Natural History Museum
It’s easy to forget that there’s a selection of museums in London given that the British Museum commands so much attention and other attractions like Trafalgar Square and Westminster Abbey have plenty to say on their own about British history. But there are other museums, to be sure, and the Natural History Museum is frankly incredible. With displays dedicated to dinosaurs, outer space, recent science, human history, and more, it’s quite the learning experience as well
The Kew Gardens also get overlooked sometimes because of some of the popularly recommended parks around London, as well as because some of the royal palaces and castles in and around London have their own meticulously kept grounds. But this is one urban botanical garden you should make time for. Claiming to have the largest botanical collection in the world, it makes for a beautiful excursion for anyone who enjoys nature. And make sure you don’t miss the Temperate House - it’s a massive Victorian glasshouse with upwards of 10,000 plants inside.
This stadium doesn’t actually exist yet, and what’s more, we don’t know for sure what it will be called. But Tottenham Hotspur, which plays its home football in London, is transitioning from White Hart Lane to a new arena that’s quickly taking shape and is expected to be ready for the 2018-19 Premier League. These days it seems that any new football stadium in a prominent country or league is magnificent, and by the look of things, Tottenham’s new home could become the new best stadium in London (which is saying something).
When visiting Europe it would be a shame not to spend a couple of days in this remarkable city. With its unique architecture, amazing art collections and a truly vivid nightlife, Amsterdam has plenty to offer all its visitors. When you are there it seems like there is never enough time to visit all the stunning locations and sites this marvelous city has to offer. So I always tend to choose several different items each time I visit just to make sure I get to soak in as much of Amsterdam as I possibly can.
A Walking Tour of the City
This is the perfect way to start your visit. Usually when I get off the plane I prefer to move instead of just sitting around. Luckily there are numerous free walking tours of Amsterdam, and I try to pick a different one each time. With a whole array of great guides, who have different stories to tell, there is never a dull moment. All you have to do is book your tour online or by phone and decide on the date and time. It is usually up to 20 people in a group so you don’t feel overwhelmed, and the beauty is actually hearing about the city from the people who love it and live in it.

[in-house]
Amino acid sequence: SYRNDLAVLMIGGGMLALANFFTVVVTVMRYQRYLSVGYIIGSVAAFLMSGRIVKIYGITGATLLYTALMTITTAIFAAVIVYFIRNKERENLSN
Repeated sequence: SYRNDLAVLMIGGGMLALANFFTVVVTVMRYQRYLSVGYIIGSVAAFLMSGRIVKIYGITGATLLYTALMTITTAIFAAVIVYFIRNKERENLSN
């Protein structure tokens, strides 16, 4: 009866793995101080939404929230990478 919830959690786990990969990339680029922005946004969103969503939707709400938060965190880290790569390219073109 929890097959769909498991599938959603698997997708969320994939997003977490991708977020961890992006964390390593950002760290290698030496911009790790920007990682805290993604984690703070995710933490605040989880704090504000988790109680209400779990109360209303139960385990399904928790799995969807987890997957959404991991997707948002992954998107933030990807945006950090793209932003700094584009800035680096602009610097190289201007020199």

A Day at the Rijksmuseum
One of the best experiences I have ever had was visiting this magnificent museum. The sheer size and architecture of this place will leave you in awe. Just a quick note though, the lines at the entrance can be quite long, and considering the ever changing Amsterdam weather, it would be wise to pack your Go Travel pocket poncho so that you don’t get soaked. Once inside brace yourself, the amount of stunning works of art is overwhelming. From the famous Rembrandt’s auto portrait to his Night Watch, a colossal painting covering an entire wall of the museum. It will take you several hours to walk around the entire museum, but it is well worth it. After your tour you can take a break at the nearby Vondelpark, one of Amsterdam’s most relaxing locations. Or in case you haven't had your fill of art, get to the Van Gogh Museum, it is just a short walk away and you can continue to marvel at the grand artworks of the true masters.
And for Fun
If you want to experience a bit of adrenaline rush and at the same time capture some stunning views of the city you should definitely take a ride on the giant Ferris wheel at the Dam Square. There is usually a bit of a line but nothing major, and after your ride you can pay a visit to the wax museum right there at the square. You can also take a break and have a delicious meal at one of the local cafes and restaurants. Considering I have some dietary restrictions regarding gluten my favorite was the Greenwoods Singel, a quaint little place where you can get the tastiest gluten free, vegan and vegetarian meals along with a wide array of quality local cuisine.
End Your Trip on a High Note
There is no shortage of a great night time scenes in Amsterdam, from bustling cafes to music clubs and cabarets. One of my favorite places to unwind and dance to some great live tunes is definitely the Bourbon Street Music Club on Leidsekruisstraat. This vintage jazz club with an old school feel hosts live music session seven nights a week and offers some of the best beers on tap. It is definitely worth your while. It opens its doors around 10 PM so you will have plenty of time to have a drink or two at a nearby cafe and taste some of those famous Dutch waffles. Finally, when it is all said and done and it is time to go home, take a few hours and sit by the side of one of numerous canals and just take in the unique energy of this remarkable city.
The one thing about Amsterdam I can guarantee is that it will keep inviting you back for more, and you will never run out of sights and locations to explore and discover here. Until next time, goede reis!